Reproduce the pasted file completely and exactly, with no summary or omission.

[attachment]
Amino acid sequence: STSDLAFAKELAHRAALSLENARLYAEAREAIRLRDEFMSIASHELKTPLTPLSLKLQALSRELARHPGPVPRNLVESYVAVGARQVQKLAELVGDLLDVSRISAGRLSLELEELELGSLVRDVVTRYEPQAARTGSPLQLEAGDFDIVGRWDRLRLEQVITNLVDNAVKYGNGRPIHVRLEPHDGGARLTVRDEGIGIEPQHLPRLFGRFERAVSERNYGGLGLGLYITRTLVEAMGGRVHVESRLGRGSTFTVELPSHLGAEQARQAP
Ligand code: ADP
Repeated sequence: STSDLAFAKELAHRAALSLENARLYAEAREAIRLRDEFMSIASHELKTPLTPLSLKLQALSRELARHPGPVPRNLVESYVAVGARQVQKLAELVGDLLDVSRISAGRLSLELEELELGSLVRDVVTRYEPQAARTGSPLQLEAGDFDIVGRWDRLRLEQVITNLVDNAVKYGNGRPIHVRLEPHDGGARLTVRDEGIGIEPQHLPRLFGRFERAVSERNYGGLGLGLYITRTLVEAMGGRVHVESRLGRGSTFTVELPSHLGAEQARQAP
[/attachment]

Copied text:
Amino acid sequence: STSDLAFAKELAHRAALSLENARLYAEAREAIRLRDEFMSIASHELKTPLTPLSLKLQALSRELARHPGPVPRNLVESYVAVGARQVQKLAELVGDLLDVSRISAGRLSLELEELELGSLVRDVVTRYEPQAARTGSPLQLEAGDFDIVGRWDRLRLEQVITNLVDNAVKYGNGRPIHVRLEPHDGGARLTVRDEGIGIEPQHLPRLFGRFERAVSERNYGGLGLGLYITRTLVEAMGGRVHVESRLGRGSTFTVELPSHLGAEQARQAP
Ligand code: ADP
Repeated sequence: STSDLAFAKELAHRAALSLENARLYAEAREAIRLRDEFMSIASHELKTPLTPLSLKLQALSRELARHPGPVPRNLVESYVAVGARQVQKLAELVGDLLDVSRISAGRLSLELEELELGSLVRDVVTRYEPQAARTGSPLQLEAGDFDIVGRWDRLRLEQVITNLVDNAVKYGNGRPIHVRLEPHDGGARLTVRDEGIGIEPQHLPRLFGRFERAVSERNYGGLGLGLYITRTLVEAMGGRVHVESRLGRGSTFTVELPSHLGAEQARQAP